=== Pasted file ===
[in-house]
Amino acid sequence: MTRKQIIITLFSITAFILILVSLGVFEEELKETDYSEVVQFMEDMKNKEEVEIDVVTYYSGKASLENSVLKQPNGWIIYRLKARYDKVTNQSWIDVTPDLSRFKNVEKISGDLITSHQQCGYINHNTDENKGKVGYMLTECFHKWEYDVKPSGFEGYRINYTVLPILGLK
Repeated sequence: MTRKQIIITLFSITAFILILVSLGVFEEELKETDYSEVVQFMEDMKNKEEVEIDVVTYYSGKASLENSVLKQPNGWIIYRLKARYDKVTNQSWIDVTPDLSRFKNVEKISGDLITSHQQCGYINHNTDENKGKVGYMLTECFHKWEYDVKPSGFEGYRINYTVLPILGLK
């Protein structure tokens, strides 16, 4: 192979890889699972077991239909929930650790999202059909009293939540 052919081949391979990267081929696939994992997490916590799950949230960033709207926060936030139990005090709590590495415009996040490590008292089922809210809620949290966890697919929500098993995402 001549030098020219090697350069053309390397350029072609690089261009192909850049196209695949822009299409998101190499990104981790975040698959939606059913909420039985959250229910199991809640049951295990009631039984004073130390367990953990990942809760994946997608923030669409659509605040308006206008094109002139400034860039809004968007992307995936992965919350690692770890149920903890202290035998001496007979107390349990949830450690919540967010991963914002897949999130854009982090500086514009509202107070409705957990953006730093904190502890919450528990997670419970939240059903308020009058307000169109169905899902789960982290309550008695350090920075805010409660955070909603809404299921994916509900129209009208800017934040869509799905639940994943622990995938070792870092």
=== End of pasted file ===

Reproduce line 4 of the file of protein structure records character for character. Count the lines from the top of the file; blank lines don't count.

């Protein structure tokens, strides 16, 4: 192979890889699972077991239909929930650790999202059909009293939540 052919081949391979990267081929696939994992997490916590799950949230960033709207926060936030139990005090709590590495415009996040490590008292089922809210809620949290966890697919929500098993995402 001549030098020219090697350069053309390397350029072609690089261009192909850049196209695949822009299409998101190499990104981790975040698959939606059913909420039985959250229910199991809640049951295990009631039984004073130390367990953990990942809760994946997608923030669409659509605040308006206008094109002139400034860039809004968007992307995936992965919350690692770890149920903890202290035998001496007979107390349990949830450690919540967010991963914002897949999130854009982090500086514009509202107070409705957990953006730093904190502890919450528990997670419970939240059903308020009058307000169109169905899902789960982290309550008695350090920075805010409660955070909603809404299921994916509900129209009208800017934040869509799905639940994943622990995938070792870092």